In order to better serve the needs of those wanting to make changes or stay motivated, we would like to hear about your interests.  What is your current trend?  What would you like to know more about? What style of learning do you prefer? (lecture, blogs, e-mails, videos, etc.)

Take the time to briefly give some ideas.  Spread the word and ask co-workers and students to chime in as well.

Hope 2013 ends on a great note and the beginning of 2014 is a great start!

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Tips for a healthier Thanksgiving

Ah, Thanksgiving: the air is cooler, the colors are vibrant, and our plates are full – both with busy schedules and hearty fall fare. For many people, the holiday season brings more than joy – it can also bring unwanted pounds. Whether it’s your mom’s special casserole or Aunt Judy’s double fudge dessert, it can be tough to pass up those favorite holiday foods you only taste once a year. So, what can you do to avoid weight gain and stay well – and still celebrate the season? These tips can help.

Get off to a good start. Don’t go to the Thanksgiving table hungry. Snack on healthy, filling foods the day of the big event. You’ll be less tempted by high-calorie options if your stomach isn’t growling. Don’t skip meals, especially breakfast. If you do, you’ll be more likely to overeat.

Drink water all day long to stay hydrated. It’s easy to confuse hunger with thirst. If you’re going to someone else’s house for Thanksgiving, ask for a glass of water once you arrive to help you feel full and avoid overindulging. And don’t head straight for the food – make a point of greeting friends or introducing yourself to new people.

Watch your portion sizes. You don’t need to fill your plate with every dish on the table. Sample small portions of your favorites and enjoy the indulgence without feeling guilty. It may help to use a small appetizer- or dessert-sized plate and fill it first with healthy choices. Leave just a little space for a small sample of whatever unhealthy treat you’re craving, but eat that last, after you’ve filled up on the more nutritious offerings.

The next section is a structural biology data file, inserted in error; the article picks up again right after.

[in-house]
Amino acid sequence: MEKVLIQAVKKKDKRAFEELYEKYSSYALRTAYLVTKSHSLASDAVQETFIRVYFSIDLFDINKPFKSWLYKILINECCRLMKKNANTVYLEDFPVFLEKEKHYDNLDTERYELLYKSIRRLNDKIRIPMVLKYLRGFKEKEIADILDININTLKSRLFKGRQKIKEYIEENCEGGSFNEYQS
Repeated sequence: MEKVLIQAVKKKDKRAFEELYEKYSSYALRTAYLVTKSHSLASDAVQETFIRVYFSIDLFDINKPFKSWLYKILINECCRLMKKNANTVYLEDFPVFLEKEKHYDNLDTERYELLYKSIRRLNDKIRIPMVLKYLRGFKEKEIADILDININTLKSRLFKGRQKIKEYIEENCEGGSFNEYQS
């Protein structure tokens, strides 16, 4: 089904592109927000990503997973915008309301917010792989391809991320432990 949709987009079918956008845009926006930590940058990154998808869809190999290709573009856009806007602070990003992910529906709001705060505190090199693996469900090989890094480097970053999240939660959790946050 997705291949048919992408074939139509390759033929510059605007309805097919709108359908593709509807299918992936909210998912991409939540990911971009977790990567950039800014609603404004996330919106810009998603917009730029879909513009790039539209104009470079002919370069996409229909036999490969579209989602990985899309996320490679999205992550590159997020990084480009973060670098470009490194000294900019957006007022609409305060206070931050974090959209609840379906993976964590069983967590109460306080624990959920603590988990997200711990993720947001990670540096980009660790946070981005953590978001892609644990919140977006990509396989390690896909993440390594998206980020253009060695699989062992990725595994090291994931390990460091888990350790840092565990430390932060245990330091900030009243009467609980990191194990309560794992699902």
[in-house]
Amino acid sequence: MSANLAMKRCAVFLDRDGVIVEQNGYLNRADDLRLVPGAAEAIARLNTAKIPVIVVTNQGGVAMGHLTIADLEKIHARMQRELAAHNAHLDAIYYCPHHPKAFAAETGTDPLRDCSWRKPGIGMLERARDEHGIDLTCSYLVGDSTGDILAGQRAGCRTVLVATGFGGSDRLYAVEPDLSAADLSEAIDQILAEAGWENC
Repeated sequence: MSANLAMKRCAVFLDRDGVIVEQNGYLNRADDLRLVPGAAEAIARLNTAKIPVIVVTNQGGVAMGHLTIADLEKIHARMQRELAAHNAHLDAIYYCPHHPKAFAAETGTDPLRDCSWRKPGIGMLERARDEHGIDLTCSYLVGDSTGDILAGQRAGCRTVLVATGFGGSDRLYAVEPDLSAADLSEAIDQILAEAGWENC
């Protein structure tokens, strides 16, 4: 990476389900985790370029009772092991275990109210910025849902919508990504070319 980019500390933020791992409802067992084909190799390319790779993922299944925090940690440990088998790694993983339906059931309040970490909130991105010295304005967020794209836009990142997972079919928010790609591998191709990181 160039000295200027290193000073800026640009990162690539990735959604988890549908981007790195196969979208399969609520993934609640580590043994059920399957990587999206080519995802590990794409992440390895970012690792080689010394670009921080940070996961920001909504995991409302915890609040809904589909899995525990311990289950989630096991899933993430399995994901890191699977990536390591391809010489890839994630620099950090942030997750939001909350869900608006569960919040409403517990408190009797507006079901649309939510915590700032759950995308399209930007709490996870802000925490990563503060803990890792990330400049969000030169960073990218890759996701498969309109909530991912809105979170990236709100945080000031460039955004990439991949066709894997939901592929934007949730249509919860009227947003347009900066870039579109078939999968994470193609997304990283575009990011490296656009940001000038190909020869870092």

Eat your veggies first. Fill half of your plate with vegetables. They tend to be low in calories and packed with nutrients. Just go lightly on high-calorie vegetable dishes covered in cheese or heavy sauces.

Go easy on the alcohol. Not only are alcoholic beverages loaded with calories, drinking them tends to weaken your resolve to eat better. However, if you do decide to indulge, avoid heavy holiday drinks, and stick with light beer or a glass of wine instead.

Take a post-dinner walk. Don’t head straight to the couch and zone out watching football. Lace up your sneakers and head outside. Spend time with your family while burning off calories.

And remember, a few indulgences won’t wreck your diet. Just try to keep these tips in mind along the way!

Article retrieved from The American Cancer Society:  http://www.cancer.org/cancer/news/tips-for-a-healthier-thanksgiving

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Great American Smokeout

Webster Wellness with representation from Webster students, faculty and staff would like for you to join us in the efforts to educate, motivate, empower and stimulate members of the University for the Annual Great American Smokeout.

Every year, on the third Thursday of November, smokers across the nation take part in the American Cancer Society Great American Smokeout. They may use the date to make a plan to quit, or plan in advance and then quit smoking that day. The event challenges people to stop using tobacco and helps people know about the many tools they can use to quit and stay quit.

Webster Wellness  and other wellness supporters will provide information tables for resources and facts in order to support students, faculty and staff to ‘Commit to Quit’.  They will also have a balloon challenge at each information table as a fun activity.

Information Tables:

Tuesday, Nov. 19th            11am-1pm      UC lower level commons area

Wednesday, Nov. 20th      11am-1pm      EAB 2nd floor commons area

Thursday, Nov. 21st          11am-1pm      Sverdrup Lobby

For those committing to quit cold turkey, “Cold Turkey Sandwiches” from Monty’s Sandwich Company will be offered on Thursday, November 21st in the Sverdrup Building lobby from 11am -1pm to raise awareness for the Great American Smokeout.  There will also be free #gorlokstrong shirts for those willing to throw their leftover cigarettes in the trash at the table.

For those at the extended campuses, send an email to wellness@webster.edu if you want to receive information or if you plan to “commit to quit”.

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Pumpkins are Super Foods!